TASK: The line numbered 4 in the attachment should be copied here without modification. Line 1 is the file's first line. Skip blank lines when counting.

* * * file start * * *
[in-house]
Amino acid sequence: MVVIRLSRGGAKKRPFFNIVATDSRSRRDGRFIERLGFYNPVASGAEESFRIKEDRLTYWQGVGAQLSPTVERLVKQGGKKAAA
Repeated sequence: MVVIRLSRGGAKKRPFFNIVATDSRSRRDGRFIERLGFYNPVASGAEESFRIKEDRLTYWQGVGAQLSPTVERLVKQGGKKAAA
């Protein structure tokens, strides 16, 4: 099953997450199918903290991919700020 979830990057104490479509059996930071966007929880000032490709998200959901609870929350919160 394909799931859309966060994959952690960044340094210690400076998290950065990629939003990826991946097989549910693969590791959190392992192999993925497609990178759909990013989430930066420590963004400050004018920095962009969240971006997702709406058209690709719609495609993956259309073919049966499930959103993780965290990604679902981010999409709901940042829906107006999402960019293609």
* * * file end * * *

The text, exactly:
């Protein structure tokens, strides 16, 4: 099953997450199918903290991919700020 979830990057104490479509059996930071966007929880000032490709998200959901609870929350919160 394909799931859309966060994959952690960044340094210690400076998290950065990629939003990826991946097989549910693969590791959190392992192999993925497609990178759909990013989430930066420590963004400050004018920095962009969240971006997702709406058209690709719609495609993956259309073919049966499930959103993780965290990604679902981010999409709901940042829906107006999402960019293609």